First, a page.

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|Lost Profiles: A Parisian Dada Salon|
|Date||Wednesday November 09|
|Time||6:00 PM - 8:00 PM|
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City Lights Bookstore
261 Columbus Ave
San Francisco, CA
|Organizer/Author||City Lights Bookstore|
This event is part of the 2016 Dada World Fair, presented by City Lights Booksellers & Publishers.
For more information on the Fair, go to dadaworldfair.net.
The Mechanics' Institute Library is located at 57 Post St. in San Francisco.
About Lost Profiles: Memoirs of Cubism, Dada, and Surrealism:
A French literary classic since its 1962 publication, Lost Profiles is a retrospective of a crucial period in modernism, written by co-founder of the surrealist movement, Philippe Soupault. Beginning with a reminiscence of the Parisian branch of the international Dada movement in the late 1910s, and its transformation into surrealism, Lost Profiles ushers readers into encounters with a variety of literary lions. We meet an elegant Marcel Proust, renting five adjoining rooms at an expensive hotel to "contain" the silence needed to produce A Remembrance of Things Past; an exhausted James Joyce putting himself through grueling translation sessions for Ulysses; and an enigmatic Apollinaire in search of the ultimate objet trouvé. Soupault sketches lively portraits of surrealist precursors like Pierre Reverdy and Blaise Cendrars, a moving account of his tragic fellow surrealist René Crevel, and the story of his unlikely friendship with right-wing anti-Vichy critic George Bernanos. The collection ends with essays on two modernist forerunners, Charles Baudelaire and Henri Rousseau. With an afterward by Ron Padgett recounting his meeting with Soupault in the late '60s and an informative translator's preface, Lost Profiles confirms Soupault's place in the vanguard of twentieth century literature.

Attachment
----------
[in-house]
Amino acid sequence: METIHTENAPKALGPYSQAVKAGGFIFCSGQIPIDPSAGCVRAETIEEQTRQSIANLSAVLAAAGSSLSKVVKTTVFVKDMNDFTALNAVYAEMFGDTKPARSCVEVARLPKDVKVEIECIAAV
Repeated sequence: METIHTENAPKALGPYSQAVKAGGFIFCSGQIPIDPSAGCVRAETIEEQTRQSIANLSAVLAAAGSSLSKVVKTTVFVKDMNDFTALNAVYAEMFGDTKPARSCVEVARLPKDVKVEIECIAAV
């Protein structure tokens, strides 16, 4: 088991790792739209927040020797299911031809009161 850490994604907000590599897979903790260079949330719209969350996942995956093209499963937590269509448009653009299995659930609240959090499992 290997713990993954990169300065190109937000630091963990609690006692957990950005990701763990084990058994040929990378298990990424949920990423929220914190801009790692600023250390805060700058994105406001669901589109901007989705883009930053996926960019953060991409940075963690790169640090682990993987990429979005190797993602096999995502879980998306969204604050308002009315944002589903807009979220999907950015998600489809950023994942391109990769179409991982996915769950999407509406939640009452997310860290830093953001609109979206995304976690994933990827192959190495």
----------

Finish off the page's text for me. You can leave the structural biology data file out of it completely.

Philippe Soupault (1897-1990) served in the French army during WWI and subsequently joined the Dada movement. In 1919, he collaborated with André Breton on the automatic text Les Champs magnétiques, the foundation of the surrealist movement. In the years that followed, he wrote novels and journalism, directed Radio Tunis in Tunisia, and worked for UNESCO.